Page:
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Thursday, May 3, 2012

unBEElievables, written and illustrated by Douglas Florian. Simon & Schuster, 2012. $18.99 ages 5 and up

"My doting daughters feed my belly,
And I was raised on royal jelly.
My princely sons are known as drones -
Not one of those boys ever phones!
When it's too crammed,
Then I take wing.
With such a life -
Who needs a king?!"

Oh, Bret's going to hear about this!

I am the complaining mother of a grown son. I KNOW that he loves me and has no need to announce it telecommunicably as often as I would like. So, I am part of the same whining group as the Queen in this beehive!

There are fourteen new poems here, and each one introduces bees to readers in a variety of voices, and concern themselves with the hive, a bee's anatomy, the life cycle and on it goes.We are delightedly welcomed and encouraged to learn as much as we can about these busy, buzzing beauties.  The final poem concerns Colony Collapse Disorder and is an important part of the learning:

"Bees give us sweet honey.
They pollinate flowers.
The beeswax in candles
Keeps burning for hours.
But some hives have vanished,
Some bees disappeared.
(From mites or pollution
Or illness, it's feared.)
Let's hope that before long
The bees come back strong,
And hives will be humming,
Bees buzzing along."

This informative poem is accompanied by a short nonfiction paragraph further explaining CCD, and faces a watercolor illustration of one bee on a sea of greenish blue, eyes open in wonder and apparently unmoving.

Douglas Florian's skillful rendering of concise, meaningful poetry with carefully chosen informative prose and often humorous collage artwork is evident once more in his new book. I love the queen, resplendent in dazzling crown, with honey dipper sceptre in one hand and clutching a cell phone (surely waiting for an errant son to call home) in the other. The nonfiction paragraph adds the perfect final touch:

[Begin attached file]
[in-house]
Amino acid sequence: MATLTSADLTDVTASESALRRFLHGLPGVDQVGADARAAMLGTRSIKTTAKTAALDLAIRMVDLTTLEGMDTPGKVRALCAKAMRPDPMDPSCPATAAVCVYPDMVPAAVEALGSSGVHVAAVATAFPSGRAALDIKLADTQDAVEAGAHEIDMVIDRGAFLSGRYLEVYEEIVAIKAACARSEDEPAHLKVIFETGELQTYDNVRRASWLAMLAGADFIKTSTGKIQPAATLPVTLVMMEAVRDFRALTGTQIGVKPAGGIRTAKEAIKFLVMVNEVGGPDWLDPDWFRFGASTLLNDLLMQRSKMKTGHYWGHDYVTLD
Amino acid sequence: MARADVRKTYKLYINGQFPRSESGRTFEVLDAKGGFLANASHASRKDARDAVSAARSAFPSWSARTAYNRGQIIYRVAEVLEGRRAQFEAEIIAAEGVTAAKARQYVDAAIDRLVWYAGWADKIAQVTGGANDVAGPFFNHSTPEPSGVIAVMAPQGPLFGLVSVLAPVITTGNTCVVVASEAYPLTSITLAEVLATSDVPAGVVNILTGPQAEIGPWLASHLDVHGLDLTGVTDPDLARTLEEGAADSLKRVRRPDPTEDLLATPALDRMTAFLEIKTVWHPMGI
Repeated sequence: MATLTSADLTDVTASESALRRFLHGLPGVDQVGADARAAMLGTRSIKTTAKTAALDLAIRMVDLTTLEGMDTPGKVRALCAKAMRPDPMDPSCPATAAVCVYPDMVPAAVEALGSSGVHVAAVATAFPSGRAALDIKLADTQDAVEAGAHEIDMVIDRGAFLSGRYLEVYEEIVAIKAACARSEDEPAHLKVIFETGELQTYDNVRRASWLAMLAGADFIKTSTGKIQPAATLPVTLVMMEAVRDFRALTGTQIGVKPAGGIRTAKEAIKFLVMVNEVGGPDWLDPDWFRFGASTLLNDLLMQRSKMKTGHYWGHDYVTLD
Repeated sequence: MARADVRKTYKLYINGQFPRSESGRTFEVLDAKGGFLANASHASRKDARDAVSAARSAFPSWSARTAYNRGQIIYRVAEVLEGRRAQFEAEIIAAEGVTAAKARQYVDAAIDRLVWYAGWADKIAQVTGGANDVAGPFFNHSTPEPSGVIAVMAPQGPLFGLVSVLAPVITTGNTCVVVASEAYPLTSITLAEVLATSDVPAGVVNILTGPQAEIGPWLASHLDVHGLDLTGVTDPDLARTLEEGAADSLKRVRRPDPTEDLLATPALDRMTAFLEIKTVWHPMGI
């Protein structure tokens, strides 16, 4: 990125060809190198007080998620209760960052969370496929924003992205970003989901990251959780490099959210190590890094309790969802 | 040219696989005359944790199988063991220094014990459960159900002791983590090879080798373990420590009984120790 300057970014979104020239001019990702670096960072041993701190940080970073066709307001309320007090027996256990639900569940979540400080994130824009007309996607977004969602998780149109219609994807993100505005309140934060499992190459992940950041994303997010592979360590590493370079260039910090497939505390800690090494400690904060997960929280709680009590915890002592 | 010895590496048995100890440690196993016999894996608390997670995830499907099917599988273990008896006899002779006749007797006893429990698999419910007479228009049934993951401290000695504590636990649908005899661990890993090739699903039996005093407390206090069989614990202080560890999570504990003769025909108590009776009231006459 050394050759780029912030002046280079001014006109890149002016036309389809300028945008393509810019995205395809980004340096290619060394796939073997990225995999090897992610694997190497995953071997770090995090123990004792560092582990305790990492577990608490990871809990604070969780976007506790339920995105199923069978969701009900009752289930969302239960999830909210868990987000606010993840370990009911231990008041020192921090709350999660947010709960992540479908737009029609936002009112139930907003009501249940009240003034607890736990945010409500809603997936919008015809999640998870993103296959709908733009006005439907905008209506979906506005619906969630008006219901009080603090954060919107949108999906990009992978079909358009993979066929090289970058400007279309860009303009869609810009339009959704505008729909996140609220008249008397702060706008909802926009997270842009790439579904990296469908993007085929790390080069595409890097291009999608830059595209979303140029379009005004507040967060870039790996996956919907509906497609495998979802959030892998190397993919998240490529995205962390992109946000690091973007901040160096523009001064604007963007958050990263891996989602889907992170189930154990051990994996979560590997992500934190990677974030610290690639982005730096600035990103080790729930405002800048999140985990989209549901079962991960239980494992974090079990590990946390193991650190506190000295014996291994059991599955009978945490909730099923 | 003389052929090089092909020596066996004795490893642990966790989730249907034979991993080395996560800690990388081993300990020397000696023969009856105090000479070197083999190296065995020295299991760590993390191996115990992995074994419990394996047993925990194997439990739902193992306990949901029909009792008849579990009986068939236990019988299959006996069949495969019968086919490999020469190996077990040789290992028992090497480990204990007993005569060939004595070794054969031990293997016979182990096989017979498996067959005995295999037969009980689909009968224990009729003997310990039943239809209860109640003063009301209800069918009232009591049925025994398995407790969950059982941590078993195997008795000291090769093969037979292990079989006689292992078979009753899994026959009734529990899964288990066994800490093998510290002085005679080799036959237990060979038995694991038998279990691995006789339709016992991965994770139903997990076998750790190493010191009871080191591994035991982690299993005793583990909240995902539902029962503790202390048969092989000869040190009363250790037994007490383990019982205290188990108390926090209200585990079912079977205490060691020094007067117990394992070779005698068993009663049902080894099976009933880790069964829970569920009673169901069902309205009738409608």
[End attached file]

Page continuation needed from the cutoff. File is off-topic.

"The queen bee is fed royal jelly, a protein-rich paste, and eventually becomes the largest bee in the hive. Worker bees tend to all her needs, feeding and grooming her around the clock. During breeding season, the queen lays as many as 2,000 eggs a day, creating a colony of up to 80,000 bees."

Pretty powerful leader, isn't she?

Let me end with something that I feel very strongly...we should be sharing poetry with our kids every day. If we don't, they miss the joy and wonder of rhythmic language, articulate and talented writers, and the sheer fun of reading aloud with exuberance and shared laughter or tears. They will consistently discover new favorites and will soon be memorizing some without even working at it. If you have a reluctant reader, it's a great way to get them to try reading something that is not overwhelming and can be a lot of fun! Go for it! Douglas Florian is a great place to start but don't stop there! We are blessed with a bevy of accomplished writers whose poetic abilities astonish. Check them out!

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